It’s Veterans Day this Wednesday morning in Pennsylvania and across the nation. And unlike Memorial Day, which is a solemn pause to honor those who have fallen, today is a day to pay tribute to those among us who have stepped up to serve the nation in times of war — and in times of peace.
And while some may try to claim that patriotism or the call to service is the province of one political party, the truth is that those of every creed, ethnicity, nationality, race and, yes, political party, have worn the uniform of the United States military. And some have given their lives in the service of that cause. All blood, after all, runs red — no matter what you believe or, as the case may be, what you don’t.
In the United Kingdom, today is known as Armistice Day, a day marking the end of World War I in 1918. It was a war, some believed at the time, that was to have ended all wars. That turned out not to be what happened. But the belief endures.
So, as I have every year since 2005, when this blog began life as Capitol Ideas at the Morning Call of Allentown, I’m reprinting one of the essential artifacts of that conflict: ‘Dulce et Decorum Est,’ by the English trench poet, Wilfred Owen.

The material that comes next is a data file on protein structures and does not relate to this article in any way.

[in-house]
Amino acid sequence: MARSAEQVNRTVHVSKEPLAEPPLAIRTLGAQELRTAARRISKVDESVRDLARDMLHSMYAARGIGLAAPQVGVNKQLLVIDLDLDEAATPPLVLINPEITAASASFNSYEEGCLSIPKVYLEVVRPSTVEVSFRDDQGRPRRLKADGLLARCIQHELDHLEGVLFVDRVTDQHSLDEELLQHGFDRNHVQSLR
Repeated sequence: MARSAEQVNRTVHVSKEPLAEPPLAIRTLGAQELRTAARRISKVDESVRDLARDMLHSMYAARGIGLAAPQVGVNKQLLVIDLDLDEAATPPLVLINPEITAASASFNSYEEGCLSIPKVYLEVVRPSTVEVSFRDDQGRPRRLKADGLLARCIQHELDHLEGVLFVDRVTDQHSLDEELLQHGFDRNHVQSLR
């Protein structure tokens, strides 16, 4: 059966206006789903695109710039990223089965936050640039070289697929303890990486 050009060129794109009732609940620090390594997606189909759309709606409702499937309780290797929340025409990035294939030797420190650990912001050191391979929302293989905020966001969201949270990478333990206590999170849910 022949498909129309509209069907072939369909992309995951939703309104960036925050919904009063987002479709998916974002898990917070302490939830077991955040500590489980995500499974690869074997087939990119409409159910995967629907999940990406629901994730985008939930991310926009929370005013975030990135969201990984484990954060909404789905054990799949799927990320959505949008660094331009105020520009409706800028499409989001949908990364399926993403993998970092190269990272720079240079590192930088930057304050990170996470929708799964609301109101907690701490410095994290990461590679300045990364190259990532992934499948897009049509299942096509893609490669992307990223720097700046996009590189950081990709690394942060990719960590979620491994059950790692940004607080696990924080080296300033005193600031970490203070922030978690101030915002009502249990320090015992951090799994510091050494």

The poem is a reminder of war in all its futility. It’s a testament to those who served. And it’s a prayer that we might never have to fight again. To those among you who served, thank you from all of us at the Pennsylvania Capital-Star.
Dulce et Decorum Est
Bent double, like old beggars under sacks,
Knock-kneed, coughing like hags, we cursed through sludge,
Till on the haunting flares we turned our backs,
And towards our distant rest began to trudge.
Men marched asleep. Many had lost their boots,
But limped on, blood-shod. All went lame; all blind;
Drunk with fatigue; deaf even to the hoots
Of gas-shells dropping softly behind.
Gas! GAS! Quick, boys!—An ecstasy of fumbling
Fitting the clumsy helmets just in time,
But someone still was yelling out and stumbling
And flound’ring like a man in fire or lime.—
Dim through the misty panes and thick green light,
As under a green sea, I saw him drowning.
In all my dreams before my helpless sight,
He plunges at me, guttering, choking, drowning.
If in some smothering dreams, you too could pace
Behind the wagon that we flung him in,
And watch the white eyes writhing in his face,
His hanging face, like a devil’s sick of sin;
If you could hear, at every jolt, the blood
Come gargling from the froth-corrupted lungs,
Obscene as cancer, bitter as the cud
Of vile, incurable sores on innocent tongues,—
My friend, you would not tell with such high zest
To children ardent for some desperate glory,
The old Lie: Dulce et decorum est
Pro patria mori.*
(*This Latin phrase is from the Roman poet Horace: “It is sweet and fitting to die for one’s country.”)
This commentary has been updated.